The second diagram shows how the situation would look like if we'd manage to get over the idea that information is free. All content has to be produced somewhere by somebody and that somebody needs to live from something. It would make more sense to directly pay for news because the feedback loop isn't distorted by product sales. If you cut out the marketing here, you cut yourself off information about products and services, which would lead to incentives for more sensible advertisement rather than to incentives for more traffic-generating content aggregation.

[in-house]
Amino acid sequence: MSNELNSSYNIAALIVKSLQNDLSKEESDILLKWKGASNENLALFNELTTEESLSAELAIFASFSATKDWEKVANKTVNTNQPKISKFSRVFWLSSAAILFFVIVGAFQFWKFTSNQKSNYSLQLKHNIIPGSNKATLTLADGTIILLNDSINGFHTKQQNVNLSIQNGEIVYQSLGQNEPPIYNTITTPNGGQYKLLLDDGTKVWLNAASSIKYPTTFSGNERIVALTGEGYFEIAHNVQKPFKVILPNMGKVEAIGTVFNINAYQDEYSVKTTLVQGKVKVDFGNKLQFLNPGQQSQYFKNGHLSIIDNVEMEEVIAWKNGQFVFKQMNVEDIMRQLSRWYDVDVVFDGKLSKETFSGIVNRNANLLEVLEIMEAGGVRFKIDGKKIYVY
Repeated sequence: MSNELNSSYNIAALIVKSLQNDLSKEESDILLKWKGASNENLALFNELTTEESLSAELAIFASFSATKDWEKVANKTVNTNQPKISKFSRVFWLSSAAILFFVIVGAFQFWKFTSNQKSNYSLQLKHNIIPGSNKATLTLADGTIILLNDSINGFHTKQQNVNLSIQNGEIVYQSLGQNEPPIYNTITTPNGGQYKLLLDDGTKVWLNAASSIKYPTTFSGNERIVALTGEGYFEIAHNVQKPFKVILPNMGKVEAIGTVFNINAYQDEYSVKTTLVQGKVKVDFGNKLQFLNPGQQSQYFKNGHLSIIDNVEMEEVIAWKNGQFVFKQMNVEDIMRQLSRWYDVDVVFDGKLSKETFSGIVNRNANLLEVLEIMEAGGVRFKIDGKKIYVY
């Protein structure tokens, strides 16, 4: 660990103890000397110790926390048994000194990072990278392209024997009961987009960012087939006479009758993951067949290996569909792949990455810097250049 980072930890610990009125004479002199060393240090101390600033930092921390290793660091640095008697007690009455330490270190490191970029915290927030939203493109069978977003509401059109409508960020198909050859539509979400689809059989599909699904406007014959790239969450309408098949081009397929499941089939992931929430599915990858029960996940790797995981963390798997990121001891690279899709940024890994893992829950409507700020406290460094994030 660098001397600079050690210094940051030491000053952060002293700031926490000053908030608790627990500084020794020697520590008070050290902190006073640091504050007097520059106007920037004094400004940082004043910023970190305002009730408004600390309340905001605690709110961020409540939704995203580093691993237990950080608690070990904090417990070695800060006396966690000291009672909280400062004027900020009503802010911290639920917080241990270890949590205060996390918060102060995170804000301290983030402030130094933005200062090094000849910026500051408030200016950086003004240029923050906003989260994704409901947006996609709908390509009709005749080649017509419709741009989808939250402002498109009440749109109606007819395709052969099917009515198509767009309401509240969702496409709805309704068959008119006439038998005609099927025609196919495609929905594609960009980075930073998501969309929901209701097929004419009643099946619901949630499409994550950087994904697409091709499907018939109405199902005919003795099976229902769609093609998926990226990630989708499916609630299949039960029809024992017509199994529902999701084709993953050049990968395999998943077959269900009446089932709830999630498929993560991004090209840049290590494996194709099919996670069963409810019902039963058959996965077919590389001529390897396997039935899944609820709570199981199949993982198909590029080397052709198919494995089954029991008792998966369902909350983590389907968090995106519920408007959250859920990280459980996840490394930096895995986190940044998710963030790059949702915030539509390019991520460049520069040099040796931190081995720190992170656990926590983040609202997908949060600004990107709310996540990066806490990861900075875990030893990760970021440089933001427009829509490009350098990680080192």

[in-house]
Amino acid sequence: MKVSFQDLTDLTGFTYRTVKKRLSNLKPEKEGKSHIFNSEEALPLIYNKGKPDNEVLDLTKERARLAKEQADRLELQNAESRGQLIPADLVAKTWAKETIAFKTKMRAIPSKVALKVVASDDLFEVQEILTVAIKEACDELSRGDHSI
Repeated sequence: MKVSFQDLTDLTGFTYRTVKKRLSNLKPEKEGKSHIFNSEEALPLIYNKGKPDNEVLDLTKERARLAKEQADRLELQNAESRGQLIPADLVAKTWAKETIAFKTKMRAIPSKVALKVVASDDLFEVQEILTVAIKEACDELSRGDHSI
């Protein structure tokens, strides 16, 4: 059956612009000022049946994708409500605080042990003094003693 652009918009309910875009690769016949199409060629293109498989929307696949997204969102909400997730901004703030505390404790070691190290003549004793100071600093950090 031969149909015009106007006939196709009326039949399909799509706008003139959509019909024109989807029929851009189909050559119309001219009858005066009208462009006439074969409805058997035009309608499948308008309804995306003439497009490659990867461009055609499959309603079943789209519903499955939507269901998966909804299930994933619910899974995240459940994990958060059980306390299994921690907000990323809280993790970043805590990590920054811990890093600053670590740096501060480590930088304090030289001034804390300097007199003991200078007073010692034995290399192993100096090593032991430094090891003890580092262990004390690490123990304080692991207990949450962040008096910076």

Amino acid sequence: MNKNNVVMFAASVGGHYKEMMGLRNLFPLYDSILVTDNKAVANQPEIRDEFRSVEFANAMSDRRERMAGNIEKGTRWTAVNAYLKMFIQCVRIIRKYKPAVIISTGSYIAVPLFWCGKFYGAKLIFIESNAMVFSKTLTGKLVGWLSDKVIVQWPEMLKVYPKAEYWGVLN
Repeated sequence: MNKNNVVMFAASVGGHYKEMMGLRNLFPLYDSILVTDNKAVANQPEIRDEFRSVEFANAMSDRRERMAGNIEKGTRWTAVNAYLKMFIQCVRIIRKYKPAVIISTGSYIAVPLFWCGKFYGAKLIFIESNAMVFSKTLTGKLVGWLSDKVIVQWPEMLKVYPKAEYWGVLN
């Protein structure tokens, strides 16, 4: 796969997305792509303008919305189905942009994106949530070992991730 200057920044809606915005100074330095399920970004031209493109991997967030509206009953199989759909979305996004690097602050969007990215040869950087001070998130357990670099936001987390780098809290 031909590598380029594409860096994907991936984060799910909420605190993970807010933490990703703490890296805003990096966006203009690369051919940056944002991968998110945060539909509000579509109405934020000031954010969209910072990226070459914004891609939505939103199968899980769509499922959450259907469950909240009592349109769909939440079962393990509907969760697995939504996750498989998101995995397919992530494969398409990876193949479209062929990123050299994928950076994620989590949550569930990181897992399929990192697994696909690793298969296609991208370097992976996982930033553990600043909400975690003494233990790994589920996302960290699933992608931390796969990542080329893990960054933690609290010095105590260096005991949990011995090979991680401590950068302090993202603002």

Most providers of online news actually represent a mixture of these two cases, but the first case has become very dominant within the last decade or so. During the last years there has been a trend to subscriptions for online content, notably realized by the NYT paywall. Now the NYT is a very prominent newspaper with a large readership, and that it seems to be working for them doesn't mean it will be working for everybody. The problem is that the subscribers still pay, implicitly, for the advertisement cost with purchase of products. As long as there are news financed entirely or to a large extent by adverts, capitalism predicts people will prefer them (unless they are of considerably worse quality that is), and it will be very difficult for pay-for-content news providers to generate enough revenue.